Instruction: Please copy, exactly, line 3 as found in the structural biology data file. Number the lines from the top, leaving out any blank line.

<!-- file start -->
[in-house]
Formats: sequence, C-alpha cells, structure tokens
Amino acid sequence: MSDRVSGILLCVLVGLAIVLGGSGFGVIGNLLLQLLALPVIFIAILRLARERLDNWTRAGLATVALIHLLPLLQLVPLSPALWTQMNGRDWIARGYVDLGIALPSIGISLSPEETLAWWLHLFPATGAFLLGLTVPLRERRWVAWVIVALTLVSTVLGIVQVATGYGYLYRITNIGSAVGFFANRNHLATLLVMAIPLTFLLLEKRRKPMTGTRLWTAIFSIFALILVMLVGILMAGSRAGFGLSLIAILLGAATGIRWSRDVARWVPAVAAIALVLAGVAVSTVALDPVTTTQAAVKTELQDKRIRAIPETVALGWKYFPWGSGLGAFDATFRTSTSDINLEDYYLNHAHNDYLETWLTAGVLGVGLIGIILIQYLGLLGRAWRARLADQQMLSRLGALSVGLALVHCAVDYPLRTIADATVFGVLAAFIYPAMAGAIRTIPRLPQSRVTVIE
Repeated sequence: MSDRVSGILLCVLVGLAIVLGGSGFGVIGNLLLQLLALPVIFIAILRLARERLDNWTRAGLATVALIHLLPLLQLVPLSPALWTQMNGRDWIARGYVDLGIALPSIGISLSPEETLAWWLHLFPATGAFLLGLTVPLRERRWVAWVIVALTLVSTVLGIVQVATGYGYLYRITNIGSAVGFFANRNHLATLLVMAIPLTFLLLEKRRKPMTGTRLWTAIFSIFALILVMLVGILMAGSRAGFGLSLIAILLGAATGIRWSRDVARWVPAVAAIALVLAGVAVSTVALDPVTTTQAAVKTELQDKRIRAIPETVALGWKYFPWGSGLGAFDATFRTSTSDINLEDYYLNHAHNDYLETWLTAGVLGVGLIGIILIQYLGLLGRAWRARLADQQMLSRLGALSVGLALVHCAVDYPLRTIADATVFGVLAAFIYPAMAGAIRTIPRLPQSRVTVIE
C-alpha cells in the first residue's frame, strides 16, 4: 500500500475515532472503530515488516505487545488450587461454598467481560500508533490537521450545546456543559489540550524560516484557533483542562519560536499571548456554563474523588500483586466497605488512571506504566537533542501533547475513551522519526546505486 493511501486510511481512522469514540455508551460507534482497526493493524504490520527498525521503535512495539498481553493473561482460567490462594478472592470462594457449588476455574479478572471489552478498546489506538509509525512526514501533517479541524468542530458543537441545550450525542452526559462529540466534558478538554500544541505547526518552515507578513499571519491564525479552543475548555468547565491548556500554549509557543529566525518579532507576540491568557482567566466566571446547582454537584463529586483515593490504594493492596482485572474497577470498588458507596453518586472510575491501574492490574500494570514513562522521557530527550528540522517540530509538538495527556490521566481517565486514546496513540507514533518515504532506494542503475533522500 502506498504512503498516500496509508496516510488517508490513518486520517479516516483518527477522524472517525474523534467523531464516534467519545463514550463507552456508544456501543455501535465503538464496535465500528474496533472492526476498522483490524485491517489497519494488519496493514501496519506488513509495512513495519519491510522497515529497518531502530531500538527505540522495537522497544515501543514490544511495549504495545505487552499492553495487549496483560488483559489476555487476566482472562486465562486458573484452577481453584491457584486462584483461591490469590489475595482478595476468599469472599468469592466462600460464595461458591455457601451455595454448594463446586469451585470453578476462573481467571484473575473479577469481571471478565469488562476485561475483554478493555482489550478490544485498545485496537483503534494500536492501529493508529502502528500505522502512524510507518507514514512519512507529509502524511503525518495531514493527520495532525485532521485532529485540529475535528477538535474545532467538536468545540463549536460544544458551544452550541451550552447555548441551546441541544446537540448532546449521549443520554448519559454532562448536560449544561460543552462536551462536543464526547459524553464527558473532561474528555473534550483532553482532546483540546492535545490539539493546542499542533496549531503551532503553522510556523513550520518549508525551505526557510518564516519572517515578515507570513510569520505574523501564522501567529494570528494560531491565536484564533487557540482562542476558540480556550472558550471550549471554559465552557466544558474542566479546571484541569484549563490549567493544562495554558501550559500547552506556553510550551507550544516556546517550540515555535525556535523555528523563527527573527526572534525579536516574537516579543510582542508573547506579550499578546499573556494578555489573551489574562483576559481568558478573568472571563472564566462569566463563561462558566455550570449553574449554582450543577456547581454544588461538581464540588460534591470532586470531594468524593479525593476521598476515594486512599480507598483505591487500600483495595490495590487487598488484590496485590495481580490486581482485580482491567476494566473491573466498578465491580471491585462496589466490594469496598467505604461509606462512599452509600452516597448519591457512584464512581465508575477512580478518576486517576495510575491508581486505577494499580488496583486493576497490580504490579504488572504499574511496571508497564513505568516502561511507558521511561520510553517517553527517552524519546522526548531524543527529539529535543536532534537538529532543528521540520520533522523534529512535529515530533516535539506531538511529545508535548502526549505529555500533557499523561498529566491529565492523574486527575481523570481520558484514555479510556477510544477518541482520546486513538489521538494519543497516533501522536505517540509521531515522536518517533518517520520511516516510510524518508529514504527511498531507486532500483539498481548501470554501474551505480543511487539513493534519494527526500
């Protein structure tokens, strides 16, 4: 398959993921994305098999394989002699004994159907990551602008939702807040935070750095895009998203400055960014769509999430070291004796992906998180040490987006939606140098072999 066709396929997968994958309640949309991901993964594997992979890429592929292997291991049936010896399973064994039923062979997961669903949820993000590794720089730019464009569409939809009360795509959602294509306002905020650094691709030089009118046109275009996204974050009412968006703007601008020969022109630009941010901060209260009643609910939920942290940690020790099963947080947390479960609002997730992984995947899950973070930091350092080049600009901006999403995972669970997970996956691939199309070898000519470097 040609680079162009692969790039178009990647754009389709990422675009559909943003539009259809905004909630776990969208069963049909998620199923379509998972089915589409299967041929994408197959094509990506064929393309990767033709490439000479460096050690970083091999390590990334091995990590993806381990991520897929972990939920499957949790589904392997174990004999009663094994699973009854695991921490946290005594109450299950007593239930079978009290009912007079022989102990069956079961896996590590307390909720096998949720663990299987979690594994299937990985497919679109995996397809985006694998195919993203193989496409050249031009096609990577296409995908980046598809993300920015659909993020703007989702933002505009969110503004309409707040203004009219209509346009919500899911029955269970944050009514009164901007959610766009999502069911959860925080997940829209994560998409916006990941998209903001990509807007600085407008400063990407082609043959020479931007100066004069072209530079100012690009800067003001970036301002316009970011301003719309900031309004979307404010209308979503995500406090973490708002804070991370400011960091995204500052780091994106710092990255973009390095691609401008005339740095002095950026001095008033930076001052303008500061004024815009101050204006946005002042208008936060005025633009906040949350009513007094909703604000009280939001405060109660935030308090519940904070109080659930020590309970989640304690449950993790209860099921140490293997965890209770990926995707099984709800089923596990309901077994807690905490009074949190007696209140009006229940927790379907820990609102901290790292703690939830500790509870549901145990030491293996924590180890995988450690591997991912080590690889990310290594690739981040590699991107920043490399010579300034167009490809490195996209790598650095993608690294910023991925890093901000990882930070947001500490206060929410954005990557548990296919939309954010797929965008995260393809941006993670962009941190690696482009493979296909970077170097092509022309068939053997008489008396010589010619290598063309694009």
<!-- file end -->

Amino acid sequence: MSDRVSGILLCVLVGLAIVLGGSGFGVIGNLLLQLLALPVIFIAILRLARERLDNWTRAGLATVALIHLLPLLQLVPLSPALWTQMNGRDWIARGYVDLGIALPSIGISLSPEETLAWWLHLFPATGAFLLGLTVPLRERRWVAWVIVALTLVSTVLGIVQVATGYGYLYRITNIGSAVGFFANRNHLATLLVMAIPLTFLLLEKRRKPMTGTRLWTAIFSIFALILVMLVGILMAGSRAGFGLSLIAILLGAATGIRWSRDVARWVPAVAAIALVLAGVAVSTVALDPVTTTQAAVKTELQDKRIRAIPETVALGWKYFPWGSGLGAFDATFRTSTSDINLEDYYLNHAHNDYLETWLTAGVLGVGLIGIILIQYLGLLGRAWRARLADQQMLSRLGALSVGLALVHCAVDYPLRTIADATVFGVLAAFIYPAMAGAIRTIPRLPQSRVTVIE